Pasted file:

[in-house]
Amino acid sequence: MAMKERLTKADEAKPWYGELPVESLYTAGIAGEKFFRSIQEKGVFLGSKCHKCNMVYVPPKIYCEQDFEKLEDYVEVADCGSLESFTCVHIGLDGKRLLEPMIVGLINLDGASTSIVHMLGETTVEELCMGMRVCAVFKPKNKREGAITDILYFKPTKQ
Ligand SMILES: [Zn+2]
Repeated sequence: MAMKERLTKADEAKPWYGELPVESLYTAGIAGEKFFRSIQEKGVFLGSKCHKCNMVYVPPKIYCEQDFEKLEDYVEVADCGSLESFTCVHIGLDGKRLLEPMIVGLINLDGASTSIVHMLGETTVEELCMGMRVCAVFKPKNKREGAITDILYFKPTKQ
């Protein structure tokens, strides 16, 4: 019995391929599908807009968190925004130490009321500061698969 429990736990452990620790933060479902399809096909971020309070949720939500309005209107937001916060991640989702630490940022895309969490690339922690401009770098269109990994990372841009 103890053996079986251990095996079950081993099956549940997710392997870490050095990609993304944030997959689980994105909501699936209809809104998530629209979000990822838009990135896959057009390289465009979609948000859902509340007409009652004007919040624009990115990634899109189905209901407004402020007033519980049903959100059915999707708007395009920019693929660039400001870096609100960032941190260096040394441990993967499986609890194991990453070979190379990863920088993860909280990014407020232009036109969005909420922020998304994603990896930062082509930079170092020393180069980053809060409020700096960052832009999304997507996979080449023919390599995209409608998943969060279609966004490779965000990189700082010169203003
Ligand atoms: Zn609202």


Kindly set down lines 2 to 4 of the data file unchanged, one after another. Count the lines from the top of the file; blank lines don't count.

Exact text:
Amino acid sequence: MAMKERLTKADEAKPWYGELPVESLYTAGIAGEKFFRSIQEKGVFLGSKCHKCNMVYVPPKIYCEQDFEKLEDYVEVADCGSLESFTCVHIGLDGKRLLEPMIVGLINLDGASTSIVHMLGETTVEELCMGMRVCAVFKPKNKREGAITDILYFKPTKQ
Ligand SMILES: [Zn+2]
Repeated sequence: MAMKERLTKADEAKPWYGELPVESLYTAGIAGEKFFRSIQEKGVFLGSKCHKCNMVYVPPKIYCEQDFEKLEDYVEVADCGSLESFTCVHIGLDGKRLLEPMIVGLINLDGASTSIVHMLGETTVEELCMGMRVCAVFKPKNKREGAITDILYFKPTKQ